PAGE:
It looks like every blade of grass on the planet, every plant, insect, mammal, fish etc., and every land, sea, and skyscape. The greatest creative life is the universe itself, and astonishing ever-changing, ever-creating unknowable mass of energy that effects artistic creation in every moment and in every subatomic particle in existence.
We – humans – and to be more specific, we, creators of art, are simply part – a tiny part – of that process. In this regard 2021 is in no way any different from every other year since the Big Bang and what went on before the Big Bang.
At the human, community, societal level, creative life is also much the same. Yes, Covid made the bigger global, national and community cogs stutter and sometimes stop, and some of us lost people we love in this time – in my case an aunt, who was the last survivor of my mum’s generation of siblings, and a friend from my working life, whom I had known for over forty years. But, these are life experiences. They happen and we get changed by them as we get changed by every experience – good or bad. It’s called neuroplasticity in neuroscience. So, the creative life is to get on with being creative, as the ‘new you’ you have become, based on your experiences since Covid arrived, and your creations will directly or indirectly reflect the change in you.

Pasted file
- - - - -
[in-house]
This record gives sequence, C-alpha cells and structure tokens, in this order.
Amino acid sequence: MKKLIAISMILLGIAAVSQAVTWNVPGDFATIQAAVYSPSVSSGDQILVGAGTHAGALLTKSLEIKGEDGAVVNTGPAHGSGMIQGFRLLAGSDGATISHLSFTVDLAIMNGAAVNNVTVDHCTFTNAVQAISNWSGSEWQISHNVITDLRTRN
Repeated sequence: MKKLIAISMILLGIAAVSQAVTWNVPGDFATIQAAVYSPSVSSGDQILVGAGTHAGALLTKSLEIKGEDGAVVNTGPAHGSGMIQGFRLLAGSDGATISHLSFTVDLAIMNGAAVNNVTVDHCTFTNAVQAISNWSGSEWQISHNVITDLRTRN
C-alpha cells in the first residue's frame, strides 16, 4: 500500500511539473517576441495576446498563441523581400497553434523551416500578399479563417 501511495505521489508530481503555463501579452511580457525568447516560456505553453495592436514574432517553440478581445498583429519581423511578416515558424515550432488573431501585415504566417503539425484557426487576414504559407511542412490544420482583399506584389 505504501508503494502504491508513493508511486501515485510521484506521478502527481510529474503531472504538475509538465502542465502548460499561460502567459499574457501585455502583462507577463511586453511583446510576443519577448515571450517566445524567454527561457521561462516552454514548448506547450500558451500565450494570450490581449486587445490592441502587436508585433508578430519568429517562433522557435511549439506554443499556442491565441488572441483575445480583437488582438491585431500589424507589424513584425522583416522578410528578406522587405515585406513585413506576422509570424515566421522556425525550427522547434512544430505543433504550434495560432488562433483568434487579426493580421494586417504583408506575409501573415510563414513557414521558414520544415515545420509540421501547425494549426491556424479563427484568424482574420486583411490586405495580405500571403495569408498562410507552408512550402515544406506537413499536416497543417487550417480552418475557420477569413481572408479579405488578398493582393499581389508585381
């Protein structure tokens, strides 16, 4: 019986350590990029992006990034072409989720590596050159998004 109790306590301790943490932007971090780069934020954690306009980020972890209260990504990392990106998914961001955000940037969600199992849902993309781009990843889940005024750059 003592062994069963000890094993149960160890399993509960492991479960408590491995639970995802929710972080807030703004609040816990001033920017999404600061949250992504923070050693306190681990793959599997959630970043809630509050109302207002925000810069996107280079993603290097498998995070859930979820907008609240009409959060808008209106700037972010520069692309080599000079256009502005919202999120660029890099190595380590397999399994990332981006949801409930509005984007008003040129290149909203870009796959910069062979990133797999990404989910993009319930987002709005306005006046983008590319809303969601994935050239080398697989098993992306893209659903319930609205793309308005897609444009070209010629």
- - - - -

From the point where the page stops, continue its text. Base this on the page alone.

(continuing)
An Aghaidh na Stainge
Martin has done over 800 free mindfulness sessions online since the first lockdown in March 2020. The focus has been to create a medium to help people de-stress and release their anxieties, sometimes grief. Martin notes that he uses no notes in these talks, or guided meditations, and considers these akin to creating art. They have been a way to keep busy and deeply connected to people from all walks of life and experiencing all kinds of challenges.
Martin continues to write almost every day. He paints, both online and with acrylics on card, and even had a go at composing music as part of a project of the Scottish Mental Health Arts Festival. His closing reflection was that ‘it’s all fun and deeply wonderful to be alive.’